; present participle & verbal noun Supplicating
.] [ Latin supplicatus
, past participle of supplicare
to supplicate; of uncertain origin, confer supplex
, humbly begging or entreating; perhaps from sub
under + a word akin to placare
to reconcile, appease (cf. Placable
), or from sub
under + plicare
to fold, whence the idea of bending the knees (cf. Ply
, transitive verb
). Confer Supple
.] 1. To entreat for; to seek by earnest prayer; to ask for earnestly and humbly; as, to supplicate blessings on Christian efforts to spread the gospel. 2. To address in prayer; to entreat as a supplicant; as, to supplicate the Deity. Syn.
-- To beseech; entreat; beg; petition; implore; importune; solicit; crave. See Beseech
Supplicate intransitive verb To make petition with earnestness and submission; to implore.
A man can not brook to supplicate or beg. Bacon.
Supplicatingly adverb In a supplicating manner.
Supplication noun [ French supplication , Latin supplicatio .]
1. The act of supplicating; humble and earnest prayer, as in worship. 2. A humble petition; an earnest request; an entreaty. 3. (Rom. Antiq.) A religious solemnity observed in consequence of some military success, and also, in times of distress and danger, to avert the anger of the gods. Syn. -- Entreaty; petition; solicitation; craving.
Supplicator noun [ Latin ] One who supplicates; a supplicant.
Supplicatory adjective [ Confer French supplicatoire .] Containing supplication; humble; earnest.
Supplier noun One who supplies.
Supply transitive verb
[ imperfect & past participle Supplied
; present participle & verbal noun Supplying
.] [ For older supploy
, French suppléer
, Old French also supployer
, (assumed) Late Latin suppletare
, from Latin supplere
under + plere
to fill, akin to plenus
full. See Plenty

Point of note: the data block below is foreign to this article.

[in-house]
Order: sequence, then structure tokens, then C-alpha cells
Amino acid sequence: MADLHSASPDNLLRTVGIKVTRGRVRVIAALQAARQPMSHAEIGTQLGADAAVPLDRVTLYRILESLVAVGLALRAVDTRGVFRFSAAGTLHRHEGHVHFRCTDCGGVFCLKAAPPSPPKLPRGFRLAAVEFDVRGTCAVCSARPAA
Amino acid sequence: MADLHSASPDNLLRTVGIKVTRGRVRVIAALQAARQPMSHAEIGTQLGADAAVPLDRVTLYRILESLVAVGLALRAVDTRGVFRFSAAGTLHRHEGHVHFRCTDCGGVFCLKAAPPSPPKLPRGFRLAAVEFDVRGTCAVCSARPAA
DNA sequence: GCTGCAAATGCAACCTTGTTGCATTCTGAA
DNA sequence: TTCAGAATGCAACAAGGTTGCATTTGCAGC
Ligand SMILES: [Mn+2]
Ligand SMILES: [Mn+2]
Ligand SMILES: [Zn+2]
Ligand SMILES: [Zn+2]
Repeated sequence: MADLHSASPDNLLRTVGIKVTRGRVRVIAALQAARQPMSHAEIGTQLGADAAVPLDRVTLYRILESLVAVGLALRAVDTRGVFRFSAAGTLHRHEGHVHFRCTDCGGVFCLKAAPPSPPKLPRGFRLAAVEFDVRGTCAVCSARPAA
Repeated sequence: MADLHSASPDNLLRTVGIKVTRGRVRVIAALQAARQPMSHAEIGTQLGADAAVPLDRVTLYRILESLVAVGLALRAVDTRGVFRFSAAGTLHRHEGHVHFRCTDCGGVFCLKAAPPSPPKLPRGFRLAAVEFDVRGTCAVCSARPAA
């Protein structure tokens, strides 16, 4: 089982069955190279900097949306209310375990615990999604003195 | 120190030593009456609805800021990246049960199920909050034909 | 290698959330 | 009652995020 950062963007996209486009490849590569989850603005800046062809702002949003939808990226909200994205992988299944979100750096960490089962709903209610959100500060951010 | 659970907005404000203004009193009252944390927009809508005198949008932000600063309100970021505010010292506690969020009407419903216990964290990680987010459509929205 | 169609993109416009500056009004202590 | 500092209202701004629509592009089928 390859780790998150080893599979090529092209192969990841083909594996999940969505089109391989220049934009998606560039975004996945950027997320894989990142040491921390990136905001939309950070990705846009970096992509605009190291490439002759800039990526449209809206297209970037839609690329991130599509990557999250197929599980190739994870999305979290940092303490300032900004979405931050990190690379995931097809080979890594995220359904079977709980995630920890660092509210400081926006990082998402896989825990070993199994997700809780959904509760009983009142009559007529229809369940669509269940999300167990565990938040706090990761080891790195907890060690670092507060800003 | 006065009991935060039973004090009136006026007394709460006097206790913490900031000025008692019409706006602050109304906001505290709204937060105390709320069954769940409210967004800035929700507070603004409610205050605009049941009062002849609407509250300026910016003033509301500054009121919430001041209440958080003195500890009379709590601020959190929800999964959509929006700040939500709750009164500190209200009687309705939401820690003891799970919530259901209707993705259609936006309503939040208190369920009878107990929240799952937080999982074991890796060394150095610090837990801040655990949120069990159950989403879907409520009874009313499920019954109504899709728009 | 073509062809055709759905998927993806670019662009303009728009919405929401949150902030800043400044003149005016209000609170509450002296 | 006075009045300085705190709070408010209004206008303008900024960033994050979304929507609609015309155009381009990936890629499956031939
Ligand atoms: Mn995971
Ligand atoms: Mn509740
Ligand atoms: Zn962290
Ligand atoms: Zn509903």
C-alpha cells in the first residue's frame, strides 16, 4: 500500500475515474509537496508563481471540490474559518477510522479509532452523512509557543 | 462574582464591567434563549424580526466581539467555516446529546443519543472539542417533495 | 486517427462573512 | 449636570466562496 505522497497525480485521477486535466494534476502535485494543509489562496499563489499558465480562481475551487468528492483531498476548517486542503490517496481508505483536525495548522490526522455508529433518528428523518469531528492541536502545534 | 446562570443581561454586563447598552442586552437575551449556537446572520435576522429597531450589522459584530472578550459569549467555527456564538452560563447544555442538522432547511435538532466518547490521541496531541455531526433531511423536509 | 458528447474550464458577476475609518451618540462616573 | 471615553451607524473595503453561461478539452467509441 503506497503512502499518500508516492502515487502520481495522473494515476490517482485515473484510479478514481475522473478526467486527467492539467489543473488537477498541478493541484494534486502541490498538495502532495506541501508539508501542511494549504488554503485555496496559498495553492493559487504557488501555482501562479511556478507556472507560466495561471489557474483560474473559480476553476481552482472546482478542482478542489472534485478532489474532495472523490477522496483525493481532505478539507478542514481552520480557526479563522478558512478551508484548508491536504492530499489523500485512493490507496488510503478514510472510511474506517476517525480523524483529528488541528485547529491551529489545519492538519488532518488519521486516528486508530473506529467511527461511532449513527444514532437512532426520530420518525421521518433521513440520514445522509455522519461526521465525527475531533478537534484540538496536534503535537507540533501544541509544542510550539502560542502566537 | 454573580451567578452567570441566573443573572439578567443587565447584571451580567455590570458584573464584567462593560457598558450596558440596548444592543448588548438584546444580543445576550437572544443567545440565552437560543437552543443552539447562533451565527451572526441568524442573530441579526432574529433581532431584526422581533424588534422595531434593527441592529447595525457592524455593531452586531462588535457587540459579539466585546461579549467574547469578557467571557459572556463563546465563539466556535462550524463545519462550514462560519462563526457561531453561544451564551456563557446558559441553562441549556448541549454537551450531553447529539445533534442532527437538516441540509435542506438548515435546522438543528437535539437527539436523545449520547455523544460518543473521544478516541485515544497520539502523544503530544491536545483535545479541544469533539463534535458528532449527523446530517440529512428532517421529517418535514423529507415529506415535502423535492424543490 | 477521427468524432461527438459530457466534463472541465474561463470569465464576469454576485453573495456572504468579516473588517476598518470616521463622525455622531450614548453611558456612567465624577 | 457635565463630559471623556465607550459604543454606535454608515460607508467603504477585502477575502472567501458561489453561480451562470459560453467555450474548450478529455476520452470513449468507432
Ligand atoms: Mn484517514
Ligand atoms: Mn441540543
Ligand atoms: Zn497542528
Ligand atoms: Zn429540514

.] 1. To fill up, or keep full; to furnish with what is wanted; to afford, or furnish with, a sufficiency; as, rivers are supplied by smaller streams; an aqueduct supplies an artificial lake; -- often followed by with before the thing furnished; as, to supply a furnace with fuel; to supply soldiers with ammunition. 2. To serve instead of; to take the place of.
Burning ships the banished sun supply . Waller.
The sun was set, and Vesper, to supply Dryden. 3. To fill temporarily; to serve as substitute for another in, as a vacant place or office; to occupy; to have possession of; as, to supply a pulpit. 4. To give; to bring or furnish; to provide; as, to supply money for the war. Prior. Syn.
His absent beams, had lighted up the sky.
-- To furnish; provide; administer; minister; contribute; yield; accommodate.
; plural Supplies 1. The act of supplying; supplial. A. Tucker. 2. That which supplies a want; sufficiency of things for use or want.
Specifically: -- (a) Auxiliary troops or reënforcements.
"My promised supply
of horsemen." Shak. (b) The food, and the like, which meets the daily necessities of an army or other large body of men; store; -- used chiefly in the plural; as, the army was discontented for lack of supplies . (c) An amount of money provided, as by Parliament or Congress, to meet the annual national expenditures; generally in the plural; as, to vote supplies . (d) A person who fills a place for a time; one who supplies the place of another; a substitute; esp., a clergyman who supplies a vacant pulpit. Stated supply (Eccl.)
, a clergyman employed to supply a pulpit for a definite time, but not settled as a pastor.
[ U.S.] -- Supply and demand
. (Polit. Econ.) " Demand means the quantity of a given article which would be taken at a given price. Supply means the quantity of that article which could be had at that price." F. A. Walker.
Supply adjective Serving to contain, deliver, or regulate a supply of anything; as, a supply tank or valve. Supply system (Zoology)
, the system of tubes and canals in sponges by means of which food and water are absorbed. See Illust. of Spongiæ .
Supplyant adjective Supplying or aiding; auxiliary; suppletory. [ Obsolete] Shak.